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AIDS Institute Urges Clinton to Prioritize Elimination of Hep C

Wednesday Sep 14, 2016

In response to recent comments Democratic presidential nominee and former Secretary of State Hillary Clinton made regarding hepatitis C (HCV) and the pricing of new curative drugs, The AIDS Institute sent a letter urging her to prioritize elimination of hepatitis C as a public health threat should she be elected president.

In the letter, The AIDS Institute wrote, "The next administration must make it a priority to eliminate HCV as a public health threat in the United States. The 3.5 million Americans living with HCV are looking forward to the day that once diagnosed, they can be linked to care and treatment, and be cured of their virus."

The AIDS Institute wrote, "The issue of drug pricing is extremely complex and cannot be told easily in sound bites. While headlines may continue to claim that HCV curative drugs cost $1,000 a pill or $84,000 for the entire multi-week treatment regimen, that was the initial list price and never the actual price paid by Medicaid, Medicare, or private insurers." In the letter, The AIDS Institute explained that each of these payers receives significant rebates and discounts, and due to the approval of additional drugs on the market, the prices have been driven down even lower for these very cost-effective medications.

The greatest concerns for patients at this time are the barriers several payers have discriminatorily enacted that prohibit patients from accessing curative treatments. The letter laid out some of these barriers, including several state Medicaid programs that illegally restrict access by allowing only patients with severe liver disease or who pass sobriety tests to receive curative treatments. The letter also asked the secretary, if she were to be elected president, to "continue to enforce the Medicaid statute and ensure that states are complying with the law."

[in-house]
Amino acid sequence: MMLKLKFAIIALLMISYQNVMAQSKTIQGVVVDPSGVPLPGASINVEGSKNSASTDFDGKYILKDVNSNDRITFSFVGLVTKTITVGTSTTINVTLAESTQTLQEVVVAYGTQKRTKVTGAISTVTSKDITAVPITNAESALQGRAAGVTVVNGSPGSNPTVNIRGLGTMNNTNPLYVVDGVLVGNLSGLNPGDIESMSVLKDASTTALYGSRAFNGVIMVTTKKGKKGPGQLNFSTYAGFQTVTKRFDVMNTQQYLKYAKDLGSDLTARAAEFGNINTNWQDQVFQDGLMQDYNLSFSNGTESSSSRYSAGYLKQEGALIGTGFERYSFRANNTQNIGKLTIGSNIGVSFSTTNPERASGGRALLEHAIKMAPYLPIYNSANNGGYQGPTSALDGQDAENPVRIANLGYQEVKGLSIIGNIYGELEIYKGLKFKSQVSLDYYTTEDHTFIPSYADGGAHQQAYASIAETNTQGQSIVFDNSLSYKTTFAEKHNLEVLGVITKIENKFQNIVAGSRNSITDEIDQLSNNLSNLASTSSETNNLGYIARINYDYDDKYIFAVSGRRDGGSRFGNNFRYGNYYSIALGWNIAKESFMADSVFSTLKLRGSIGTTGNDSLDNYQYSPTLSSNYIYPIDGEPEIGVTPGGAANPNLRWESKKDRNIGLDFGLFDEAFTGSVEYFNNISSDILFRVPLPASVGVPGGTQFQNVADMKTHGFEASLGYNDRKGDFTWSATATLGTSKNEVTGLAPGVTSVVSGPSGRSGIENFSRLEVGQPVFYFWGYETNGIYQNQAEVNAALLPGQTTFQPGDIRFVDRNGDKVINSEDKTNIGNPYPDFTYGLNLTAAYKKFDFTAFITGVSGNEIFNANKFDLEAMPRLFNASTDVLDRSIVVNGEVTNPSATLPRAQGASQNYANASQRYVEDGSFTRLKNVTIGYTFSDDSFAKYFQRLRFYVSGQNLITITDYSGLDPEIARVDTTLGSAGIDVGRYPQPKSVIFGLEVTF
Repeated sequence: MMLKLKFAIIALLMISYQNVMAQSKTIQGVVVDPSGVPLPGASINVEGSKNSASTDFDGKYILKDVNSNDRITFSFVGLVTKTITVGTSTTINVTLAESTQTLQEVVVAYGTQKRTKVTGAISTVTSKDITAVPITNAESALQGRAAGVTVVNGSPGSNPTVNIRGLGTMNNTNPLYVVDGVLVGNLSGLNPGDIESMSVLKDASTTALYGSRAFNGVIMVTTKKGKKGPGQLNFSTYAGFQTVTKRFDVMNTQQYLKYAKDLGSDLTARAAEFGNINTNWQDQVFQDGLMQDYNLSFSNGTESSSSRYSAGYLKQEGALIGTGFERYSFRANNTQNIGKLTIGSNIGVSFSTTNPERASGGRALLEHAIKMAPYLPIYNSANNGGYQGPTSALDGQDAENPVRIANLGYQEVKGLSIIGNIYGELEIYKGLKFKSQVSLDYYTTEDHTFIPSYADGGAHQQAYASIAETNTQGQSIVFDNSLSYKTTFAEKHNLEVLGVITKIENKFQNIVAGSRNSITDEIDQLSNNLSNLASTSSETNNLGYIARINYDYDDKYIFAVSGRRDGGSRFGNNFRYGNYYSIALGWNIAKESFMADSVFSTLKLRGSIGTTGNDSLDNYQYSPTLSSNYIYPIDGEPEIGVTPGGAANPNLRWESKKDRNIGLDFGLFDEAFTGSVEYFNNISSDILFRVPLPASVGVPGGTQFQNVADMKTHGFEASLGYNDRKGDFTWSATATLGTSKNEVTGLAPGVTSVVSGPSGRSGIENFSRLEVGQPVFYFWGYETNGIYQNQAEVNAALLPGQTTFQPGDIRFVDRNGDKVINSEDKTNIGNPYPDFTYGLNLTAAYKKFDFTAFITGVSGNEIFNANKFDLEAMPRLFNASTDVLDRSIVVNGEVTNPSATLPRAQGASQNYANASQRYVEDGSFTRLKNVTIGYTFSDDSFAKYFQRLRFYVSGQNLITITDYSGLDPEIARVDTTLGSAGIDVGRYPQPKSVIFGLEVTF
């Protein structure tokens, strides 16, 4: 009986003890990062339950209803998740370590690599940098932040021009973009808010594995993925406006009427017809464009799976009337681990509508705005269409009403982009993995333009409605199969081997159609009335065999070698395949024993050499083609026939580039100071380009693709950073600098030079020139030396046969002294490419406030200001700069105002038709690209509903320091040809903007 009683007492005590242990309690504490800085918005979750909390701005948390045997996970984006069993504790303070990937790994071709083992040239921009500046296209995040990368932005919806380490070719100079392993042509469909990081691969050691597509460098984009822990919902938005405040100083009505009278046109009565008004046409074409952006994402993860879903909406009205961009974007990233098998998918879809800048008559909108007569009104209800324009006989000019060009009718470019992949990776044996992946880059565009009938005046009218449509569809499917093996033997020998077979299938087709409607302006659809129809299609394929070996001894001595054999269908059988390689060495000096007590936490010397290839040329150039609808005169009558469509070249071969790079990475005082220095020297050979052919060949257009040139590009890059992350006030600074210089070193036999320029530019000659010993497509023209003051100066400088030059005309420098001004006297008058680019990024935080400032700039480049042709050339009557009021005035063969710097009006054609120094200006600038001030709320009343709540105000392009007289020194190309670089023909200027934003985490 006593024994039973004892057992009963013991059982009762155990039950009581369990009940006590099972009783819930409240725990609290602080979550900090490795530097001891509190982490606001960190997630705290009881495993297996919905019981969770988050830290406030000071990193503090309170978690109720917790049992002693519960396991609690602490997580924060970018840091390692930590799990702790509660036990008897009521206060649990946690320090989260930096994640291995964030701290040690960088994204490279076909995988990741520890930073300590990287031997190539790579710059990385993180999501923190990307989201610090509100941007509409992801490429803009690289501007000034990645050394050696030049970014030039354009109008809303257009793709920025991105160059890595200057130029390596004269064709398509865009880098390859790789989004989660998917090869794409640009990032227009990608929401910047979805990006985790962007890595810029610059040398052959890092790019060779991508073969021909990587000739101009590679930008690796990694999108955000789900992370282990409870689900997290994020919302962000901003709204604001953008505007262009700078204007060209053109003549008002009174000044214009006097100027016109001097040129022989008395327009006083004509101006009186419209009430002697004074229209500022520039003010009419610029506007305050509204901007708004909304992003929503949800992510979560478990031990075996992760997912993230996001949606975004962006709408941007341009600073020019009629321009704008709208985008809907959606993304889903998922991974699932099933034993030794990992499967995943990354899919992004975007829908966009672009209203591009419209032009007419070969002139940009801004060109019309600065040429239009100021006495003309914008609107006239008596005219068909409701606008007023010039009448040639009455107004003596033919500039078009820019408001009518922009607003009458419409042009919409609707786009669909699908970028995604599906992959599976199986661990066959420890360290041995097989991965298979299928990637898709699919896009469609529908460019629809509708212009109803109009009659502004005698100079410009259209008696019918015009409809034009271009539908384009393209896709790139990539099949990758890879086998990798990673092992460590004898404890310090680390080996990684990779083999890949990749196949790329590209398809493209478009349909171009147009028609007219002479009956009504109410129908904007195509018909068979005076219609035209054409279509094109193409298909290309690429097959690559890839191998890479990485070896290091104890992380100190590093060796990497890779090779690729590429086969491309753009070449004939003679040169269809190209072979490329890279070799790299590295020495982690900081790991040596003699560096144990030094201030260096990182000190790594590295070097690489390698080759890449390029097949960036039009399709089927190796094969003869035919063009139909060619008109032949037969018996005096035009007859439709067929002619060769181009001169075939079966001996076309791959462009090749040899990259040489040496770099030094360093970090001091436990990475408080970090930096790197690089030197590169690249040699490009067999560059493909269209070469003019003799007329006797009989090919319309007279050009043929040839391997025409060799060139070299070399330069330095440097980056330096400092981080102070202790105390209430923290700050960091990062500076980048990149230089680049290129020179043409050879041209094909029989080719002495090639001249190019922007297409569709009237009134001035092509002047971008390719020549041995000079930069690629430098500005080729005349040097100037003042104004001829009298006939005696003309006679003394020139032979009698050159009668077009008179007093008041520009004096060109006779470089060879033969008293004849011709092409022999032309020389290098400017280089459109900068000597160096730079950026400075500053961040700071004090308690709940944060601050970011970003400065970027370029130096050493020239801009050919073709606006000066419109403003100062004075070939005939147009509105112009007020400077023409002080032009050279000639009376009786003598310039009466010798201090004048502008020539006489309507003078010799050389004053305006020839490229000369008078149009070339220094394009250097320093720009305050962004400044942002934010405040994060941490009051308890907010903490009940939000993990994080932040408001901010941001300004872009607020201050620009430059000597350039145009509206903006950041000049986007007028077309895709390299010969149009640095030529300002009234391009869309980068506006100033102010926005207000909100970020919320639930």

The AIDS Institute also expressed its concern with the access restrictions several private insurance companies are instituting that prevent beneficiaries from accessing curative medications due to high cost-sharing, including co-insurance as high as 50 percent. The AIDS Institute applauded the secretary's proposal to limit patient co-pays and stated, "we look forward to working with you to ensure the ACA patient protections and nondiscrimination provisions are enforced, if you are elected president."

Finally, The AIDS Institute asked Secretary Clinton to commit to ensuring that there are necessary resources to eliminate hepatitis C as a public health threat. Specifically, the letter asked her to implement the Obama Administration's soon to be released Updated National Viral Hepatitis Action Plan and to dramatically increase in her first proposed budget, funding for CDC's Division of Viral Hepatitis to scale up testing, surveillance and education programs.

In order to further discuss the importance of combatting HCV, The AIDS Institute requested to meet with representatives of Secretary Clinton's campaign.

To read the full letter click here.

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